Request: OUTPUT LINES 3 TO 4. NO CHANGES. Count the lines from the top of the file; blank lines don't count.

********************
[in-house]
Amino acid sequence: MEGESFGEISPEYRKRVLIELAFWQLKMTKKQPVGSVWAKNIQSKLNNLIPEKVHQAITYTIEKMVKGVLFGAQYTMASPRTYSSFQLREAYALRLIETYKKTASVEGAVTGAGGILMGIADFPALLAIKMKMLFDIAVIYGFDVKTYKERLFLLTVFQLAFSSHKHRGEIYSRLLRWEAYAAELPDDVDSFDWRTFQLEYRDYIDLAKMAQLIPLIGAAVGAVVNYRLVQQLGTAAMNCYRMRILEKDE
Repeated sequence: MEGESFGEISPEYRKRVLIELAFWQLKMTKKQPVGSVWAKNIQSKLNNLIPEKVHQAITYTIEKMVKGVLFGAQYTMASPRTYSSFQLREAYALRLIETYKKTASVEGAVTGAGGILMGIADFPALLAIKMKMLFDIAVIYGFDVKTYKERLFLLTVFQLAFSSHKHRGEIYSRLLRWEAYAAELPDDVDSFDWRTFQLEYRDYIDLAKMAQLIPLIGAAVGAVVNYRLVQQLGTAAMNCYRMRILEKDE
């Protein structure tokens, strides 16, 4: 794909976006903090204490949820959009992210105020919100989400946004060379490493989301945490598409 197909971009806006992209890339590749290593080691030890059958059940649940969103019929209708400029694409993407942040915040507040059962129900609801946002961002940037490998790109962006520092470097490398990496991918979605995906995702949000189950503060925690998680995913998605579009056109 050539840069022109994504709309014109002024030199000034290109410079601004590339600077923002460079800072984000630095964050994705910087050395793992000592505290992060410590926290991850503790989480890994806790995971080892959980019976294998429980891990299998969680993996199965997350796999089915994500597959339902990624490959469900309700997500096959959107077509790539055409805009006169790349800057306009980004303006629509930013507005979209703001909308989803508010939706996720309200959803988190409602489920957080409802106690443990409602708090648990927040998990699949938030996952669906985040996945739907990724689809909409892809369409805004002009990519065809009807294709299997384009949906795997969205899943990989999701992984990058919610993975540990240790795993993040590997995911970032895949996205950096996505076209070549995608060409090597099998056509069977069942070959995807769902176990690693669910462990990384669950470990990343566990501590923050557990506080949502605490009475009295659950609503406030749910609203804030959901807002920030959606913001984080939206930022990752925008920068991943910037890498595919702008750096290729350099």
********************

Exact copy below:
Repeated sequence: MEGESFGEISPEYRKRVLIELAFWQLKMTKKQPVGSVWAKNIQSKLNNLIPEKVHQAITYTIEKMVKGVLFGAQYTMASPRTYSSFQLREAYALRLIETYKKTASVEGAVTGAGGILMGIADFPALLAIKMKMLFDIAVIYGFDVKTYKERLFLLTVFQLAFSSHKHRGEIYSRLLRWEAYAAELPDDVDSFDWRTFQLEYRDYIDLAKMAQLIPLIGAAVGAVVNYRLVQQLGTAAMNCYRMRILEKDE
């Protein structure tokens, strides 16, 4: 794909976006903090204490949820959009992210105020919100989400946004060379490493989301945490598409 197909971009806006992209890339590749290593080691030890059958059940649940969103019929209708400029694409993407942040915040507040059962129900609801946002961002940037490998790109962006520092470097490398990496991918979605995906995702949000189950503060925690998680995913998605579009056109 050539840069022109994504709309014109002024030199000034290109410079601004590339600077923002460079800072984000630095964050994705910087050395793992000592505290992060410590926290991850503790989480890994806790995971080892959980019976294998429980891990299998969680993996199965997350796999089915994500597959339902990624490959469900309700997500096959959107077509790539055409805009006169790349800057306009980004303006629509930013507005979209703001909308989803508010939706996720309200959803988190409602489920957080409802106690443990409602708090648990927040998990699949938030996952669906985040996945739907990724689809909409892809369409805004002009990519065809009807294709299997384009949906795997969205899943990989999701992984990058919610993975540990240790795993993040590997995911970032895949996205950096996505076209070549995608060409090597099998056509069977069942070959995807769902176990690693669910462990990384669950470990990343566990501590923050557990506080949502605490009475009295659950609503406030749910609203804030959901807002920030959606913001984080939206930022990752925008920068991943910037890498595919702008750096290729350099």